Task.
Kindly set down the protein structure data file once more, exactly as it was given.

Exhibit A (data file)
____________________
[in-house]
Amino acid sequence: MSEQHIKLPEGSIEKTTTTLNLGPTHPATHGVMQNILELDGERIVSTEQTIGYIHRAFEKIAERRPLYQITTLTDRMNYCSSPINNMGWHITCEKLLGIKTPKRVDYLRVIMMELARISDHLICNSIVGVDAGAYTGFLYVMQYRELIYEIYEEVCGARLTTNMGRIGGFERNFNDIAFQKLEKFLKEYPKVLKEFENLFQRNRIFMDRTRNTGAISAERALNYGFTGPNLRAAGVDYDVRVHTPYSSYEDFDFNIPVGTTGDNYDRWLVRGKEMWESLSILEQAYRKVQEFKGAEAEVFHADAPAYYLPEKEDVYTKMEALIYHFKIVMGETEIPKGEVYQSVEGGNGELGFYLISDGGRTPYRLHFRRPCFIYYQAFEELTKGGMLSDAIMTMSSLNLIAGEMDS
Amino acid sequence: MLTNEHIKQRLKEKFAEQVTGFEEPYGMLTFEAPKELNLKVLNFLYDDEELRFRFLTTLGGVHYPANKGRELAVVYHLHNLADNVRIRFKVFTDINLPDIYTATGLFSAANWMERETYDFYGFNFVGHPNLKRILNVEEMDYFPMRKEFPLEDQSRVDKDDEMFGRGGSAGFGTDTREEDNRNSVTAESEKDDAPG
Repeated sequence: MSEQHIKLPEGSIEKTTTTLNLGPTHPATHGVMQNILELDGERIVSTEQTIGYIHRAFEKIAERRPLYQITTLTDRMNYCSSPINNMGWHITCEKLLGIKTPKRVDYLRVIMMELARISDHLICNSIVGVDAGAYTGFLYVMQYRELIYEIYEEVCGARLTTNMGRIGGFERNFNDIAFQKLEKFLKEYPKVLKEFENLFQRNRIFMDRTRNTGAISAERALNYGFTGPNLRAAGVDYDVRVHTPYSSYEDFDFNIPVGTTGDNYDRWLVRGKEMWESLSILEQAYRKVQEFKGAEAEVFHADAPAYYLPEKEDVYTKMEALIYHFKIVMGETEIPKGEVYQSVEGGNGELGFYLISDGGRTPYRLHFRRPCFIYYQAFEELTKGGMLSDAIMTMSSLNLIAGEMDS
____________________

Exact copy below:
[in-house]
Amino acid sequence: MSEQHIKLPEGSIEKTTTTLNLGPTHPATHGVMQNILELDGERIVSTEQTIGYIHRAFEKIAERRPLYQITTLTDRMNYCSSPINNMGWHITCEKLLGIKTPKRVDYLRVIMMELARISDHLICNSIVGVDAGAYTGFLYVMQYRELIYEIYEEVCGARLTTNMGRIGGFERNFNDIAFQKLEKFLKEYPKVLKEFENLFQRNRIFMDRTRNTGAISAERALNYGFTGPNLRAAGVDYDVRVHTPYSSYEDFDFNIPVGTTGDNYDRWLVRGKEMWESLSILEQAYRKVQEFKGAEAEVFHADAPAYYLPEKEDVYTKMEALIYHFKIVMGETEIPKGEVYQSVEGGNGELGFYLISDGGRTPYRLHFRRPCFIYYQAFEELTKGGMLSDAIMTMSSLNLIAGEMDS
Amino acid sequence: MLTNEHIKQRLKEKFAEQVTGFEEPYGMLTFEAPKELNLKVLNFLYDDEELRFRFLTTLGGVHYPANKGRELAVVYHLHNLADNVRIRFKVFTDINLPDIYTATGLFSAANWMERETYDFYGFNFVGHPNLKRILNVEEMDYFPMRKEFPLEDQSRVDKDDEMFGRGGSAGFGTDTREEDNRNSVTAESEKDDAPG
Repeated sequence: MSEQHIKLPEGSIEKTTTTLNLGPTHPATHGVMQNILELDGERIVSTEQTIGYIHRAFEKIAERRPLYQITTLTDRMNYCSSPINNMGWHITCEKLLGIKTPKRVDYLRVIMMELARISDHLICNSIVGVDAGAYTGFLYVMQYRELIYEIYEEVCGARLTTNMGRIGGFERNFNDIAFQKLEKFLKEYPKVLKEFENLFQRNRIFMDRTRNTGAISAERALNYGFTGPNLRAAGVDYDVRVHTPYSSYEDFDFNIPVGTTGDNYDRWLVRGKEMWESLSILEQAYRKVQEFKGAEAEVFHADAPAYYLPEKEDVYTKMEALIYHFKIVMGETEIPKGEVYQSVEGGNGELGFYLISDGGRTPYRLHFRRPCFIYYQAFEELTKGGMLSDAIMTMSSLNLIAGEMDS